The drought has Indiana State Police looking more closely at what’s coming out of cars.
With most of Illinois having been classified as being in severe drought, it’s not only farmers who are suffering. Plenty of homeowners have seen their prized plants shriveling, and their trees shedding leaves.
Should you even bother to try to keep your grass green during an extended drought? CBS 2’s Pamela Jones reports.
With the drought in Michigan and across the Midwest, this year’s harvest took a hit in quantity and quality. CBS 2’s Dorothy Tucker reports.
Hot weather combined with little rain is not only scorching your lawn, it is also making it tough for farmers in northern Illinois.
All of Illinois is now officially in a drought, and state officials are looking to the heavens for some intervention.
A tree specialist at the Morton Arboretum says this is the worst drought he’s seen for Chicago area trees in 34 years.
Storms packing enough power to leave anyone drenched to the bone passed through Chicago on Thursday, but the area is still severely short on rain.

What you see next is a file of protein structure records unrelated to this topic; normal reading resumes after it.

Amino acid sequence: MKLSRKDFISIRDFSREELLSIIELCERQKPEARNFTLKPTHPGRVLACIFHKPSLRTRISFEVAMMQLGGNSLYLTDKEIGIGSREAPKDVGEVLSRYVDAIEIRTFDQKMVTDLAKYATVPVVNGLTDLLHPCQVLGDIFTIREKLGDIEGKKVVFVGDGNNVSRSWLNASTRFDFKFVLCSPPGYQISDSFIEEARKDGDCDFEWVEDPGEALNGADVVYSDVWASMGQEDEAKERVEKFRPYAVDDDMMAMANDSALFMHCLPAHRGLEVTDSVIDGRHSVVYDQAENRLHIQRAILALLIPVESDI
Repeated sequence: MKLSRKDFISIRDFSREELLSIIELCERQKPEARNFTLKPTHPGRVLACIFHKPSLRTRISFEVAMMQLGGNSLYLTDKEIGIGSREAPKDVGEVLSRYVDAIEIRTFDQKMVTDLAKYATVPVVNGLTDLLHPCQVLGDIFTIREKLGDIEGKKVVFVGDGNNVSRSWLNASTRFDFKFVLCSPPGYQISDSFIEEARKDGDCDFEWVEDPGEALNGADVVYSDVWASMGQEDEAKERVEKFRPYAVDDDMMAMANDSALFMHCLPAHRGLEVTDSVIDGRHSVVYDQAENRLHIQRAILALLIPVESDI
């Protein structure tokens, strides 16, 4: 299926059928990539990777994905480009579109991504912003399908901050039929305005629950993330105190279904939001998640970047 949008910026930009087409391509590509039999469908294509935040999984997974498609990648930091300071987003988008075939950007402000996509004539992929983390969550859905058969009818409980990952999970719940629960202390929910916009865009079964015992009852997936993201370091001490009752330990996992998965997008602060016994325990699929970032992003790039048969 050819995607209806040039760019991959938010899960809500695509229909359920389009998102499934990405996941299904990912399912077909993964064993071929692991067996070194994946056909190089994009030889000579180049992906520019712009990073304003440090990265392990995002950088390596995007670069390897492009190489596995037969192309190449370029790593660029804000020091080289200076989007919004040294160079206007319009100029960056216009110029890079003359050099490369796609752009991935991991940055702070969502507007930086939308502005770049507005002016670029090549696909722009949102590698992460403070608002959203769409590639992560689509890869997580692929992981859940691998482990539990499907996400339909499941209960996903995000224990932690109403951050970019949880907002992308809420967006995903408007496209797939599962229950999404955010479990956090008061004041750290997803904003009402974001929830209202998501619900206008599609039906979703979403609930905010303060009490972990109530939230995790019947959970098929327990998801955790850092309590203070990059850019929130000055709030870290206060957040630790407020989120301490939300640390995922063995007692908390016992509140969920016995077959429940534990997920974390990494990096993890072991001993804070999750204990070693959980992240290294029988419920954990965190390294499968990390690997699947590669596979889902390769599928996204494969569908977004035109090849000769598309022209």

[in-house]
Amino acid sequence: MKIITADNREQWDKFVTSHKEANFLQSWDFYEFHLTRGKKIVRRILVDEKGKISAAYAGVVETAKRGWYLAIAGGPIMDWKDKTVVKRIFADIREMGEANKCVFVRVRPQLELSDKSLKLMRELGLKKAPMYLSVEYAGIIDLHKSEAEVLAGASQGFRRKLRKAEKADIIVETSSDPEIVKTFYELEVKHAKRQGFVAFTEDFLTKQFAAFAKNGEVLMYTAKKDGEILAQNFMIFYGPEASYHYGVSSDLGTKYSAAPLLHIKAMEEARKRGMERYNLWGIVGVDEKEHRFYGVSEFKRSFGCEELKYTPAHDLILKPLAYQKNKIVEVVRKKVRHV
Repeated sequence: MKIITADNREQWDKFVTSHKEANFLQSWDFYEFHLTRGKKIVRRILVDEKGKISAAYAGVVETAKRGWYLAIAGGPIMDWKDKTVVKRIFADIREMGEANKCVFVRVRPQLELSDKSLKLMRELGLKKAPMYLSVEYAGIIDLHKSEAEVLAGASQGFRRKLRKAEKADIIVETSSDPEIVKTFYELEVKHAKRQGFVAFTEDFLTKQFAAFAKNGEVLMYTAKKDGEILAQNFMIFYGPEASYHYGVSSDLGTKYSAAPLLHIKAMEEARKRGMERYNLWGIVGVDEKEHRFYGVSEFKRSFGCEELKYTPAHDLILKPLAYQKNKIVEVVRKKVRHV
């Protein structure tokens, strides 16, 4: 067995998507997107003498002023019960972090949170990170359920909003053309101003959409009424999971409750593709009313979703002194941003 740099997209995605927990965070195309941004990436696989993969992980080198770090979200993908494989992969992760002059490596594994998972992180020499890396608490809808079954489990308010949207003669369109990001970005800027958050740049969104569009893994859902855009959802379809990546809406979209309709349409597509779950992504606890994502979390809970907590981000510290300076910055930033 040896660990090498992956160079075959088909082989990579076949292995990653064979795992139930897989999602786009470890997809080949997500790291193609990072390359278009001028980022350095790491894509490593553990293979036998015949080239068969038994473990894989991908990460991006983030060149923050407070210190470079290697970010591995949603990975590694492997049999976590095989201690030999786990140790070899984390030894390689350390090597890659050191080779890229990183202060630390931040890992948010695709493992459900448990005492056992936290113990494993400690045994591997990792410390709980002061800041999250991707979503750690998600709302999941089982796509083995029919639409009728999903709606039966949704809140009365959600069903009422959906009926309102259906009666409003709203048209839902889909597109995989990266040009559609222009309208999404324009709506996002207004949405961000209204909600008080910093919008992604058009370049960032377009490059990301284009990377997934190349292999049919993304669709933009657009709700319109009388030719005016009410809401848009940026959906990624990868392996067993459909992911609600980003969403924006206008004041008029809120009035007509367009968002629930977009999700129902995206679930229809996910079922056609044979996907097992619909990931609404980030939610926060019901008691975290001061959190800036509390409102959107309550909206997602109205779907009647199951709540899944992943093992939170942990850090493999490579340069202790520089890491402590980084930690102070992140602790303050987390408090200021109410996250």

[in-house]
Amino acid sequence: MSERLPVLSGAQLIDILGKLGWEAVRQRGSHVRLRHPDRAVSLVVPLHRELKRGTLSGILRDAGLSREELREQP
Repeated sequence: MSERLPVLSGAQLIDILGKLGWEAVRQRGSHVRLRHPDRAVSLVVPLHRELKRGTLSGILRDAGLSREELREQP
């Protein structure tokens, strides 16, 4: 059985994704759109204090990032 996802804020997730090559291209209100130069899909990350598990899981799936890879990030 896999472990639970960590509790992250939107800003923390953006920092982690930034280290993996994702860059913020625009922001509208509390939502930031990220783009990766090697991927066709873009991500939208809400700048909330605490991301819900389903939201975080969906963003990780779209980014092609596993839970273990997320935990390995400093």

Believe it or not, the drought has one benefit for Illinois farmers – this year’s crop of peaches may taste sweeter than last year’s.
This summer’s drought is really hurting some farmers in Indiana.
Farmers have their eyes on the end of the week, when temperatures could hit triple digits. CBS 2’s Jim Williams reports.
Sometimes we forget, but not far from the Chicago skyscrapers are sprawling farm fields, where there is growing concern about the dry weather and the real threat it poses to what could have been a bumper harvest.
Chicago’s hot, dry weather already has some trees and shrubs showing fall colors at the Morton Arboretum.
Skies are sunny and clear, and temperatures are comfortably cool along the lake, but the Chicago area remains in a state of drought with no immediate rain in sight.
If you’re seeing brown grass and dusty soil, it’s not your imagination – it’s bone dry out there.